“Contributory negligence” means the injured person’s actions, at least to some extent caused his or her own injuries. For example, someone who ignores a “Caution: Wet Floor” sign and subsequently slips and falls may be deemed to have been careless and, thus, at fault for his or her injuries. As such, contributory negligence can prevent the injured person from recovering any compensation, even when his or her carelessness was minor as compared to the fault of the other party. In some states, accident victims are entitled to recover compensation only if they can prove that the other party’s fault was greater.

In some jurisdictions, the concept of contributory negligence has fallen out of favor and is no longer applied. Instead, it has been replaced with the concept of “comparative negligence.” Comparative negligence means that the fault for causing an accident is compared among all parties, typically broken down as a percentage of fault attributed to each party. When this occurs, the monetary recovery awarded to the injured plaintiff is reduced by his or her percentage of fault. For example, if you were injured in a car accident that was determined to be 25% your fault, your monetary recovery from the other driver’s insurance company would be limited to 75% of the amount of your damages from the accident, an amount equal to that driver’s percentage of fault for causing the accident. By applying the concept of comparative negligence, each party is held accountable only for his or her percentage of fault for causing the injuries.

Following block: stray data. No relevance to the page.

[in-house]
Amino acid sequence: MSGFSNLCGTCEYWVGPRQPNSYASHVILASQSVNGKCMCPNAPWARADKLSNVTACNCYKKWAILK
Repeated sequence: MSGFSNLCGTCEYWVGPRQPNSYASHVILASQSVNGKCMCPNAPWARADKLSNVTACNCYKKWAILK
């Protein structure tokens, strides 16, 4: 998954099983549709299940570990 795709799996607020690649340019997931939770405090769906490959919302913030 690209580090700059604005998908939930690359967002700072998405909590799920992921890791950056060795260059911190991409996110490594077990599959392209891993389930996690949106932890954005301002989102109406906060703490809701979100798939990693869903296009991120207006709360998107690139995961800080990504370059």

You may be deemed to be partially at fault for your injuries if you have failed to act with reasonably prudent care under the circumstances of the accident, or if you voluntarily assume a portion of the risk by exposing yourself to danger, such as by failing to use the available restraints on an amusement park ride or ignoring a posted warning sign.